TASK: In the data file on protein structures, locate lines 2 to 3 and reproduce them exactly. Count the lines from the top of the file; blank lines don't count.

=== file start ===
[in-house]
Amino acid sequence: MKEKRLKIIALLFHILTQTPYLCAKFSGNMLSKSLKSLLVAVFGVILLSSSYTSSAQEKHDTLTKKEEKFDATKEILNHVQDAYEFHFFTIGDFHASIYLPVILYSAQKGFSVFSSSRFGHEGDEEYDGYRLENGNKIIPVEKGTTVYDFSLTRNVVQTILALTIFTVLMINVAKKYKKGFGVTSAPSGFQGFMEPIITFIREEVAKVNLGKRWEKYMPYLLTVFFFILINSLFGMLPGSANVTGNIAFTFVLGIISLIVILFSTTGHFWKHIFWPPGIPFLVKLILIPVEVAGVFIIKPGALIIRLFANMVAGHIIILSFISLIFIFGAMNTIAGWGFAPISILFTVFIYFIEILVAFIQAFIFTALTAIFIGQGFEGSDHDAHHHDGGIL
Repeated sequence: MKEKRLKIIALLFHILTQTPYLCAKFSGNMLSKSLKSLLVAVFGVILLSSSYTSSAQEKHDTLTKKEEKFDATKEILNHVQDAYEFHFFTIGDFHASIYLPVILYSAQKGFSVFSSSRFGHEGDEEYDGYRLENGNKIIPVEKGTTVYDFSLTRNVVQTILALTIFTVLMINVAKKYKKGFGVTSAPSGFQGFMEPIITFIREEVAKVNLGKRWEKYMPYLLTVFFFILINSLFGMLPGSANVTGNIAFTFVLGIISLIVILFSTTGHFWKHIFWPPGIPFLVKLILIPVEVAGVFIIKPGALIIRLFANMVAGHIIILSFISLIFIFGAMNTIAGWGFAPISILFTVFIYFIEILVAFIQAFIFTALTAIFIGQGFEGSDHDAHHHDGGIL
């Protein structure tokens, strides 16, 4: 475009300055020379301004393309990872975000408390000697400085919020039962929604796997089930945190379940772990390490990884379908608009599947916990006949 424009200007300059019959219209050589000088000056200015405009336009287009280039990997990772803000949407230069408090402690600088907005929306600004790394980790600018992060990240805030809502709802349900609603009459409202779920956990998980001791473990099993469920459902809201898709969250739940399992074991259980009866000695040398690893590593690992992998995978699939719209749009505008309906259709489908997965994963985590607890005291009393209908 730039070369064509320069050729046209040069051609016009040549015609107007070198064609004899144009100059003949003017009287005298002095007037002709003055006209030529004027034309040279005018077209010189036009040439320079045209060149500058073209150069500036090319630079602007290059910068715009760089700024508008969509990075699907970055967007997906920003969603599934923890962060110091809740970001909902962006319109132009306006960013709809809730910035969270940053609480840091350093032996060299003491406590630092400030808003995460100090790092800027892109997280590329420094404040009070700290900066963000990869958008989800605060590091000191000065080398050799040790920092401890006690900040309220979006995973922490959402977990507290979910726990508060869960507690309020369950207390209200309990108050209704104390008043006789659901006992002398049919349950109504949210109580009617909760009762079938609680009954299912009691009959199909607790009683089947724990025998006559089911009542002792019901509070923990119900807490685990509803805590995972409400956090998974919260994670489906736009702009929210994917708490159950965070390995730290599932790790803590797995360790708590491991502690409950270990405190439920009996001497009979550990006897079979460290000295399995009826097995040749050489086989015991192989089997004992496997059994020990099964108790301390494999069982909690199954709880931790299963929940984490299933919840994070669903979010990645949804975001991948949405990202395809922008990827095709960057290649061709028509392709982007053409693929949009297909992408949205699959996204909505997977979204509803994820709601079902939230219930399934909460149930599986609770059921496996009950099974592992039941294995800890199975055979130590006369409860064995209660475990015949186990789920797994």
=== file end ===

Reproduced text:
Amino acid sequence: MKEKRLKIIALLFHILTQTPYLCAKFSGNMLSKSLKSLLVAVFGVILLSSSYTSSAQEKHDTLTKKEEKFDATKEILNHVQDAYEFHFFTIGDFHASIYLPVILYSAQKGFSVFSSSRFGHEGDEEYDGYRLENGNKIIPVEKGTTVYDFSLTRNVVQTILALTIFTVLMINVAKKYKKGFGVTSAPSGFQGFMEPIITFIREEVAKVNLGKRWEKYMPYLLTVFFFILINSLFGMLPGSANVTGNIAFTFVLGIISLIVILFSTTGHFWKHIFWPPGIPFLVKLILIPVEVAGVFIIKPGALIIRLFANMVAGHIIILSFISLIFIFGAMNTIAGWGFAPISILFTVFIYFIEILVAFIQAFIFTALTAIFIGQGFEGSDHDAHHHDGGIL
Repeated sequence: MKEKRLKIIALLFHILTQTPYLCAKFSGNMLSKSLKSLLVAVFGVILLSSSYTSSAQEKHDTLTKKEEKFDATKEILNHVQDAYEFHFFTIGDFHASIYLPVILYSAQKGFSVFSSSRFGHEGDEEYDGYRLENGNKIIPVEKGTTVYDFSLTRNVVQTILALTIFTVLMINVAKKYKKGFGVTSAPSGFQGFMEPIITFIREEVAKVNLGKRWEKYMPYLLTVFFFILINSLFGMLPGSANVTGNIAFTFVLGIISLIVILFSTTGHFWKHIFWPPGIPFLVKLILIPVEVAGVFIIKPGALIIRLFANMVAGHIIILSFISLIFIFGAMNTIAGWGFAPISILFTVFIYFIEILVAFIQAFIFTALTAIFIGQGFEGSDHDAHHHDGGIL